If you’ve been meaning to take the 30 Days of Paul challenge to read the letters of Paul in the order they were most likely written, and to complete the challenge it in just 30 DAYS, you’ve come to the right place. You can download a reading plan and read posts by all the stellar bloggers who took the challenge with me on the Start Here page.
Rising Light Podcast
I’m writing today to let you know about another resource for the Authentic Letters of Paul, the book that inspired the 30-day challenge. Ron Way, of Rising Light Media, conducted a thorough and wide-ranging two-part interview with authors Lane McGaughy, Roy Hoover, and Arthur Dewey.
The authors offer extremely helpful background information in this podcast about how the book was written, what it was like to live in the Roman Empire during Paul’s lifetime, what early Christians might have been like, and how the authors decided which letters to include and in what order.
Excerpt: Deciding which letters were written by Paul
Ron Way: Most Christians assume that all of the letters that are included in New Testament that supposedly written by Paul were written by Paul but that just isn’t true I think you will say. Which ones are in, which ones are out, and how do we know they’re authentic or non-authentic? How about you Lane?
Lane McGaughy: Well, what we’ve done in this book is to try to provide the arguments and the evidence that there are 7 letters in the New Testament that are attributed to Paul that were actually written by him, and that the other letters that are attributed to him are either written by his disciples or others later on who are followers of Paul or trying to somehow nuance his message for another generation. We identify the authentic letters of Paul as being—to put them in somewhat chronological order first—Thessalonians, Galatians, 1 Corinthians, 2 Corinthians. Those are the first four. Then we get Philippians, Philemon, and Romans in that order.
We’ve also tried to divide the authentic letters up into the individual fragments of letters that are combined in 2 Corinthians and Philippians. What that suggests is that Paul carried on an extended conversation, communication through letters with some of his churches, but when whomever it was at the end of the first century went around to the churches to collect copies, that individuals then stitched together several letters that Paul might have written to a particular community into one. They end up being composite letters in the New Testament. We both try to identify the authentic letters in order to try to recover the historical Paul but we’ve also then broken up the authentic letters into their various components.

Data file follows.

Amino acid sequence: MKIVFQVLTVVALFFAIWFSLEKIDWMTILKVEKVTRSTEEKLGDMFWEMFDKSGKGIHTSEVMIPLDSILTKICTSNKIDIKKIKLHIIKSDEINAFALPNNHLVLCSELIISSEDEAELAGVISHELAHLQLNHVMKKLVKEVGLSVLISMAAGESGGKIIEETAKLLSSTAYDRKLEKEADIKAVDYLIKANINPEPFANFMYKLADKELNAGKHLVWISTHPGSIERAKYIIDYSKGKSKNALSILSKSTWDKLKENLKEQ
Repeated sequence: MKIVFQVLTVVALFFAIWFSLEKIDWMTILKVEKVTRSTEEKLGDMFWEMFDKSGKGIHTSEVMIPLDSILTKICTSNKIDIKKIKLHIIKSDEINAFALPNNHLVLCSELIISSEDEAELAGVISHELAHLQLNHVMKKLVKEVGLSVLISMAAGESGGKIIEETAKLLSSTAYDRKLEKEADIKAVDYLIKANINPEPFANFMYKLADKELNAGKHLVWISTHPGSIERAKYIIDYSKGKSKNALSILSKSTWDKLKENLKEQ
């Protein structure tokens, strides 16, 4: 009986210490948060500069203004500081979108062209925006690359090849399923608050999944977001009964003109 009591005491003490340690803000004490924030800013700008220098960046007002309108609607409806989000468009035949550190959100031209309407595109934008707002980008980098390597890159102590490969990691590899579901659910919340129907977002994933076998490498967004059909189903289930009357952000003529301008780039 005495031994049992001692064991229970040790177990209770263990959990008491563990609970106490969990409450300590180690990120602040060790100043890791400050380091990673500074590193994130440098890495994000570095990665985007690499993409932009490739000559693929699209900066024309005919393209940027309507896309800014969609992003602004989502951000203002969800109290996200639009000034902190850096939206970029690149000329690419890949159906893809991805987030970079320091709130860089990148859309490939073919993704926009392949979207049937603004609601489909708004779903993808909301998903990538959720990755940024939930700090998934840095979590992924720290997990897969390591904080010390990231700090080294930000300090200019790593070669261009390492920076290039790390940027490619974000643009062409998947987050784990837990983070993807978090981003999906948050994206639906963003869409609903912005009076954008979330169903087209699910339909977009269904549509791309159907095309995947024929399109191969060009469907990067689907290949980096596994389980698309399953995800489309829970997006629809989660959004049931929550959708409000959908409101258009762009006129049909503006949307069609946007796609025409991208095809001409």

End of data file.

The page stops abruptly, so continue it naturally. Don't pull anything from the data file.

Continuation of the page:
You asked a question about how we identify these. There are various ways one goes about that. I would be happy to hear Art and Roy on this. My principal approach is structural. That is, I think Paul invented, based on the personal letter tradition of the Hellenistic Period, he invented a unique kind of structure for his letters. One can use that template then to sort out which letters attributed to Paul actually are written in the form in which Paul wrote his letters and which seem to be letters that do not contain the unique marks of a Pauline letter. That’s how I begin to make the distinction between authentic letters and pseudonymous letters. Let me hear from these other fellows.
On a Side Note
When you visit the Rising Light website, you can sign up for email notifications each time they post a new interview by filling out the simple pop-up form (name and email address only). Ron interviews not only Polebridge Press authors but also authors across the religion & spirituality spectrum. I appreciate many of his interviews, so I hope you’ll check out not only the Paul episodes but many others as well (a personal favorite of mine is the one with Jason BeDuhn on The First New Testament).
Last but not least, I am working on a new 30-day challenge related to early Christian women. Stay tuned for more news about that, and in the meantime, don’t let other people tell you what they think Paul said… Go out and read his letters for yourself! 🙂